A former mayor’s sharp complaints about the condition of Ceres streets and the city’s priorities in fixing them in the wake of Measure L funding drew a spirited discussion on Monday evening.
Former Ceres Mayor Chris Vierra emailed the Ceres City Council last week expressing his “major concerns about the application of Measure L funding” and the protracted schedule to get to street treatments.
Vierra said he is embarrassed at the “ghost town” appearance of the streets in his upscale Northwoods subdivision, specifically a significant portion of Payne Avenue, Lehi Way and Changason Way. Cracks two to three inches wide and every 15 to 20 feet represented “horrific condition” that will require structural repair, he said.
Vierra said as a licensed civil engineer, “I can tell you the roads need repair sooner rather than later and costs are going to go up exponentially the longer the city waits to undertake the repairs. When I look at the proposed schedule in the staff report it shows the repair for this area scheduled to occur in years 2027-2028? I find it hard to believe the city cannot address this issue for another four to five years.”
He said that when he was mayor, the area and many other neighborhood streets were scheduled to have been started and completed over three to four years ago. Vierra stated that since the departure of City Engineer Daniel Padilla he is “pretty sure nothing has been done since.”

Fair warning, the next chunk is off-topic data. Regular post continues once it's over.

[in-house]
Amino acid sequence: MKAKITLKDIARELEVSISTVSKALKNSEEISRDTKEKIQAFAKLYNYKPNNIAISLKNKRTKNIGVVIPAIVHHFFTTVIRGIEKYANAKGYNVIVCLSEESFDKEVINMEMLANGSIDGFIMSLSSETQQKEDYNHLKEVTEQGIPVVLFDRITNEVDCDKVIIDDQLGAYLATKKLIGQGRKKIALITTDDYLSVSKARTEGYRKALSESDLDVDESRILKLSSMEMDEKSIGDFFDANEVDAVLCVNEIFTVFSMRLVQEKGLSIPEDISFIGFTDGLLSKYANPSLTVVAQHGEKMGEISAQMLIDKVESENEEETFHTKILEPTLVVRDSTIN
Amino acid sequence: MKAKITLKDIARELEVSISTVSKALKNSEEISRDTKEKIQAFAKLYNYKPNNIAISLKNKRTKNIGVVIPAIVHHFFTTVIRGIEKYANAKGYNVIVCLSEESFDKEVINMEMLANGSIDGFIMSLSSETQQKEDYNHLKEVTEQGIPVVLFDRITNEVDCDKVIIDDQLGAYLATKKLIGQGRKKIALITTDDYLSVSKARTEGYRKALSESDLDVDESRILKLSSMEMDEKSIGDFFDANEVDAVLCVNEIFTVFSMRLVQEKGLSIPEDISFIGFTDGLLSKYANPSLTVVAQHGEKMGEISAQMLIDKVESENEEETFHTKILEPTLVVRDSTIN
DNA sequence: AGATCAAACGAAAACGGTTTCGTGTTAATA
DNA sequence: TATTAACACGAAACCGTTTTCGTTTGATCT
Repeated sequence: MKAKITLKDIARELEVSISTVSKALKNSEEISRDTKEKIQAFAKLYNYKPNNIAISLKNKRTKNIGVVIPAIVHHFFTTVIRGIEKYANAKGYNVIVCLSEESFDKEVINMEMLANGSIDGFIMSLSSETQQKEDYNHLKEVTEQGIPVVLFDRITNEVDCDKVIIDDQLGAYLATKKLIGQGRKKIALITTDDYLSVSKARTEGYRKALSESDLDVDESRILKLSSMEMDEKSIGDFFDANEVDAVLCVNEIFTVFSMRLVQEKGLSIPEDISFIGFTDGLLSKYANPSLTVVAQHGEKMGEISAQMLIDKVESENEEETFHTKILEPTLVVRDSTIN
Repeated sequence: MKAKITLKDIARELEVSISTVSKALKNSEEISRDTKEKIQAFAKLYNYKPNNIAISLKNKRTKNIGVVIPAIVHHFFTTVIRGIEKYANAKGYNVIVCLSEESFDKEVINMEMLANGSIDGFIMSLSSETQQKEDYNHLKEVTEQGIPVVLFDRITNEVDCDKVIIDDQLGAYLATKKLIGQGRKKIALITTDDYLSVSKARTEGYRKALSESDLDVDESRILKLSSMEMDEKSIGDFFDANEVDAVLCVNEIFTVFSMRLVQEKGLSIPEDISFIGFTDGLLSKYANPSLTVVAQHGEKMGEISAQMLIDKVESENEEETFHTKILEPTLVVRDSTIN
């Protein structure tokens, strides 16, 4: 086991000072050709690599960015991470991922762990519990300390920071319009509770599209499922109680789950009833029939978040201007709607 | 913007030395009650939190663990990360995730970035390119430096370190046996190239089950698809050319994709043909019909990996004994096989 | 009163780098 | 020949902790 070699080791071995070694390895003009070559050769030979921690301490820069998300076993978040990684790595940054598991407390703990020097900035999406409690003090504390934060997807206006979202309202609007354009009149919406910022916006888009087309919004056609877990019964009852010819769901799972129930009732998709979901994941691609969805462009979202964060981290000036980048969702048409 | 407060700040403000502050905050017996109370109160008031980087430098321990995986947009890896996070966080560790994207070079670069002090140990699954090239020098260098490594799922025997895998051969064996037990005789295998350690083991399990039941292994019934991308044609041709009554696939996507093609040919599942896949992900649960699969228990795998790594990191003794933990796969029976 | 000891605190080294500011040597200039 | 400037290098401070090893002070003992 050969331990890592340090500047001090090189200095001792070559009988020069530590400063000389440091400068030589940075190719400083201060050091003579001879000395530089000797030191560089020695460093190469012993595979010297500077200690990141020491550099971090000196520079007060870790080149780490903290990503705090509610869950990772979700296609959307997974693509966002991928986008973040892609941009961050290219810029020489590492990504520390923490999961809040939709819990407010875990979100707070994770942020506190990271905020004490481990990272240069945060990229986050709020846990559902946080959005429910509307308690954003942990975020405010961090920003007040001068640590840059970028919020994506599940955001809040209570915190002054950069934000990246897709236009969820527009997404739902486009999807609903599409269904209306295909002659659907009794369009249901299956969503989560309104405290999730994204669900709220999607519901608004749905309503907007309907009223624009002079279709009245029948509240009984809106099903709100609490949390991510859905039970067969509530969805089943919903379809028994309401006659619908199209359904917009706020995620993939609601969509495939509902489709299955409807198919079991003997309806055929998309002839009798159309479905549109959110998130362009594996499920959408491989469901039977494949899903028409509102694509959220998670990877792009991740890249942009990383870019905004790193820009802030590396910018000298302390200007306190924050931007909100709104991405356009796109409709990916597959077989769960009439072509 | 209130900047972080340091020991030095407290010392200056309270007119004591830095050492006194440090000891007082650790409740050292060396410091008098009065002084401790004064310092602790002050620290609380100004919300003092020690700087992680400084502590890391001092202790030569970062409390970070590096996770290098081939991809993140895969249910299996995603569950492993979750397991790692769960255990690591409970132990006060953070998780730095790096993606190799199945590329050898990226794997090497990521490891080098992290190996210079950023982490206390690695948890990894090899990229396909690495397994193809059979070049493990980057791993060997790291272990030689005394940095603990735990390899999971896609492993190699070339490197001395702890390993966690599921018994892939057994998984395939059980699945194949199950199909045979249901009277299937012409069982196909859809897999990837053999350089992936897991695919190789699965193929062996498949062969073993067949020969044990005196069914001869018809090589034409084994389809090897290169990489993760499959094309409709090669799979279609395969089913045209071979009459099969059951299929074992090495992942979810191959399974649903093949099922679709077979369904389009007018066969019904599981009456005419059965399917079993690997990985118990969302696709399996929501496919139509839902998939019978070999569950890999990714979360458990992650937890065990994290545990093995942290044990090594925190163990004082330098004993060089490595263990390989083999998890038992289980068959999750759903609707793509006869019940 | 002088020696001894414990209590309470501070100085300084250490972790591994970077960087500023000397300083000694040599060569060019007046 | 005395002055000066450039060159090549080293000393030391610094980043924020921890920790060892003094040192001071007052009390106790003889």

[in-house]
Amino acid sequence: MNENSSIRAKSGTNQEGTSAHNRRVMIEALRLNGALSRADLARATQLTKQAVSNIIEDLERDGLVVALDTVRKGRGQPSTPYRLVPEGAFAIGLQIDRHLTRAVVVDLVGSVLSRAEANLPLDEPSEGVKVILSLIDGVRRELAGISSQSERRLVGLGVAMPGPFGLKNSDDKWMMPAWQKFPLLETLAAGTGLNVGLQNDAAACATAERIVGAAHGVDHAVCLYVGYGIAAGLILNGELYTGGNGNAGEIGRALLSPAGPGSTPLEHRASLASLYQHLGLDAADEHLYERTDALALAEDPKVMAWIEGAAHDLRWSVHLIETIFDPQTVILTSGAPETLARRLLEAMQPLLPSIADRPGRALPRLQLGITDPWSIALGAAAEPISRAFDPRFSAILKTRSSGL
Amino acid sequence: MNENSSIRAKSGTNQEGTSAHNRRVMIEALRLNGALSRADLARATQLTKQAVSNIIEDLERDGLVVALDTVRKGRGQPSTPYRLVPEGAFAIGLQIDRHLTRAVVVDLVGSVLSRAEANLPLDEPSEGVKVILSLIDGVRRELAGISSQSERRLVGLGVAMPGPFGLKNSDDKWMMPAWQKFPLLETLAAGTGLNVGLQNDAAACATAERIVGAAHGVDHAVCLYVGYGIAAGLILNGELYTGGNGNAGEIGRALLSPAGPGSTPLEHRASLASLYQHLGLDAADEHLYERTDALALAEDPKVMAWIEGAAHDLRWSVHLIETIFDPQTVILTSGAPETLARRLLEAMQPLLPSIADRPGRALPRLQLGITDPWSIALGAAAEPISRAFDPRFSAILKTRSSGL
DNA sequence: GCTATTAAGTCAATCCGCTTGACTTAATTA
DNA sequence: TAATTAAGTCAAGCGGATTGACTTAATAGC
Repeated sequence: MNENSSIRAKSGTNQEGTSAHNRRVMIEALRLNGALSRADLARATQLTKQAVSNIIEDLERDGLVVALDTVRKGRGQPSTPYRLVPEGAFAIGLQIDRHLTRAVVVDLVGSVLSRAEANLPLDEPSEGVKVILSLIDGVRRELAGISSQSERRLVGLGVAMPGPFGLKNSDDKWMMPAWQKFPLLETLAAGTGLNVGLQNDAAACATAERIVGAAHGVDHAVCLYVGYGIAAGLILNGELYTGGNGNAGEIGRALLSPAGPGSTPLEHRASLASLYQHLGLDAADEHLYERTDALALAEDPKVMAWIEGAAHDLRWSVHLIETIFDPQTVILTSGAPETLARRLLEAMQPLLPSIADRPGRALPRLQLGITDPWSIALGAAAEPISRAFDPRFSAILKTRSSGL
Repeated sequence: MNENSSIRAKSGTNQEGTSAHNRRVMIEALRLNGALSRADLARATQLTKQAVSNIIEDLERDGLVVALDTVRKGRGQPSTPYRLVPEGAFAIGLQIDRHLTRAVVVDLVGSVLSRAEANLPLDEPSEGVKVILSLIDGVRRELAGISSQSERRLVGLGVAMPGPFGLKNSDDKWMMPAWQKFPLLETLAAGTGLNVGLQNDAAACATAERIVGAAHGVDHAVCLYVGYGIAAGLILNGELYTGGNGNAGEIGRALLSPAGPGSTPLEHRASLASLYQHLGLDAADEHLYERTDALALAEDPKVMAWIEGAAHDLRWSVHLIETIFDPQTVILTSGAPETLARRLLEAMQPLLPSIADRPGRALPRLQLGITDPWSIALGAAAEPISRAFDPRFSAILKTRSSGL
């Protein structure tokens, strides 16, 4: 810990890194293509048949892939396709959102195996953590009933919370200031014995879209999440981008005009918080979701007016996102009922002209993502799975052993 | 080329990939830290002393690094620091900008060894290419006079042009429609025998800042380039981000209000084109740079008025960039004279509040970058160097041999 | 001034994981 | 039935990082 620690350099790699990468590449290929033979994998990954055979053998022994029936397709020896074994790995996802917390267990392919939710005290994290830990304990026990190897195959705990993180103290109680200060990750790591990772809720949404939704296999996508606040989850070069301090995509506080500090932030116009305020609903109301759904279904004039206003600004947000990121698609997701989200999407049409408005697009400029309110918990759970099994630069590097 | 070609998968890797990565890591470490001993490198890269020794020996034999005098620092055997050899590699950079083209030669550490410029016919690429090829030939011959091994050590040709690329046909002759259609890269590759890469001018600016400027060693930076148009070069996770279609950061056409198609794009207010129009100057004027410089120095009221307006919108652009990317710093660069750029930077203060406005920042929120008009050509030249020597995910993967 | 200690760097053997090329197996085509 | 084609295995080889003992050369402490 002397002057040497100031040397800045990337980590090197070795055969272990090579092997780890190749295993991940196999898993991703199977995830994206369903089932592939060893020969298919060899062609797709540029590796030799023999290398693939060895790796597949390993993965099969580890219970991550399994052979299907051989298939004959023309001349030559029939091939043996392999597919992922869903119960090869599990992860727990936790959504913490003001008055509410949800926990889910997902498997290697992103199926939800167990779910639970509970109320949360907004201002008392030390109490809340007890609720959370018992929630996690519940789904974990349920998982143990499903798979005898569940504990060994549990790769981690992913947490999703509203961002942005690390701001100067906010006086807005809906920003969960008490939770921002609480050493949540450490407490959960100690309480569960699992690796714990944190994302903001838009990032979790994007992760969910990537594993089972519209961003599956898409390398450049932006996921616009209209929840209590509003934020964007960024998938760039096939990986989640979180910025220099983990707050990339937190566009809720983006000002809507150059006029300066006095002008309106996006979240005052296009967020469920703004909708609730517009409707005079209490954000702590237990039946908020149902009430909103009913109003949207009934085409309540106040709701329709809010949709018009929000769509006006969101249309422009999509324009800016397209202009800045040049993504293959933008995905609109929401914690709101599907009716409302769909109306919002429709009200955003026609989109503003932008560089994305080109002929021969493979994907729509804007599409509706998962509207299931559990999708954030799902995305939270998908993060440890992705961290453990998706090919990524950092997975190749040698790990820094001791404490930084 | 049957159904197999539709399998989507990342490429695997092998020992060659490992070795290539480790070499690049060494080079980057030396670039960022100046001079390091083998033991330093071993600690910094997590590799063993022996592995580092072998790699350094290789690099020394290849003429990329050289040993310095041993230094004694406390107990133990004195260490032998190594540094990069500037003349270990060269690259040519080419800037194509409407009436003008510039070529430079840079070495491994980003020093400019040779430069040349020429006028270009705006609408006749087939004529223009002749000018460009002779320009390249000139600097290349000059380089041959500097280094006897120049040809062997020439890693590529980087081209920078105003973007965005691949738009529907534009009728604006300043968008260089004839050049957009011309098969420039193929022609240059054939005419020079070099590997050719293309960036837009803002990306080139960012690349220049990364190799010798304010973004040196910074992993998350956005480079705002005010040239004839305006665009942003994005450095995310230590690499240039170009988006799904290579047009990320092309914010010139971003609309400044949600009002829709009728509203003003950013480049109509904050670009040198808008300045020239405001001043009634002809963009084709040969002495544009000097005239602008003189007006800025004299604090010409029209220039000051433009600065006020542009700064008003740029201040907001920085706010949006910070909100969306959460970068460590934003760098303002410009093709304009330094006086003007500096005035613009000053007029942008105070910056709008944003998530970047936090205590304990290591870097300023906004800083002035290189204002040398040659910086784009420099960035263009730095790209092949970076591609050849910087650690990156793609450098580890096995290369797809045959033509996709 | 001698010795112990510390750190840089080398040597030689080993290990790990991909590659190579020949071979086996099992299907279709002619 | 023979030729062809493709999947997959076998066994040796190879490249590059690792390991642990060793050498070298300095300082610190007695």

Vierra expressed his feeling that the voters who were coaxed into supporting the 25-year Measure L’s sales tax increase have been let down.
Mayor Javier Lopez answered Vierra’s email by saying: “It is unacceptable to ignore any issues such as you have pointed out, I will have a discussion with the city manager on this matter.”
At Monday’s council meeting City Engineer Kevin Waugh gave an update on the city’s Pavement Management Program in which he said Morgan Road’s project took up most of Measure L funds for 2022-23 used in combination with other hefty funding sources. He also showed a list of streets that will be scheduled for slurry or cape seal treatment based on a Pavement Condition Index rating. Waugh said that 55.9 percent of Ceres roads are considered “good,” 26.9 percent considered “fair” and 17.2 percent in “poor” condition.
“The strategy is we look for the greatest effective results using the most efficient use of the funds,” said Waugh.
Ceres receives $1.2 million annually from its share of Measure L sales tax.
Waugh also stated that due to staffing shortages, some in-house design work for street sealing was accomplished and the city is ready to select a contractor for work to begin in July.
“We never have enough money to do all the roads we want to do and I really want to try to make that happen,” said Waugh. “My goal is to keep on it and make the streets and roads of Ceres constantly improving.”
Vierra, who appeared at Monday’s meeting, said he understands how busy and overworked staff is but fears voters will not be supportive of future tax increases if resurfacing work is delayed.
“The key to everything relates to the taxation of people is making sure that you deliver when they give you the funds or else you’ll never get them again,” said Vierra. “I’m not here to make it difficult but I do want to see some results because I think it’s due.”